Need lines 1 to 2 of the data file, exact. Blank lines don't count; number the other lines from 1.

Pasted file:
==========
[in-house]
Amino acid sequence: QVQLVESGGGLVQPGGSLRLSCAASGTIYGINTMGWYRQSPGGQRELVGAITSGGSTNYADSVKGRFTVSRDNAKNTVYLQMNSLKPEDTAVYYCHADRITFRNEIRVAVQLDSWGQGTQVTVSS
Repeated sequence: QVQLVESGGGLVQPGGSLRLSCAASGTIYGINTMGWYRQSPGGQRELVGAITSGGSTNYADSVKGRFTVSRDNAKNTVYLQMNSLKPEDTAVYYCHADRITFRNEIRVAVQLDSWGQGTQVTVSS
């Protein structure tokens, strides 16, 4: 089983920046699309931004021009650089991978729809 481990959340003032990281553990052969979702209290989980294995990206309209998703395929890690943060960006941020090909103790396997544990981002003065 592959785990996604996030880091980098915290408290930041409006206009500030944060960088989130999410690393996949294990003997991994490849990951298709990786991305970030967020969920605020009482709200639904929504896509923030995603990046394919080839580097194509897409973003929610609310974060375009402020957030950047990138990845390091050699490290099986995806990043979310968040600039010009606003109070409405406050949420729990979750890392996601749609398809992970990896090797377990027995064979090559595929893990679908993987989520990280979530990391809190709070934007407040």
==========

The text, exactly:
[in-house]
Amino acid sequence: QVQLVESGGGLVQPGGSLRLSCAASGTIYGINTMGWYRQSPGGQRELVGAITSGGSTNYADSVKGRFTVSRDNAKNTVYLQMNSLKPEDTAVYYCHADRITFRNEIRVAVQLDSWGQGTQVTVSS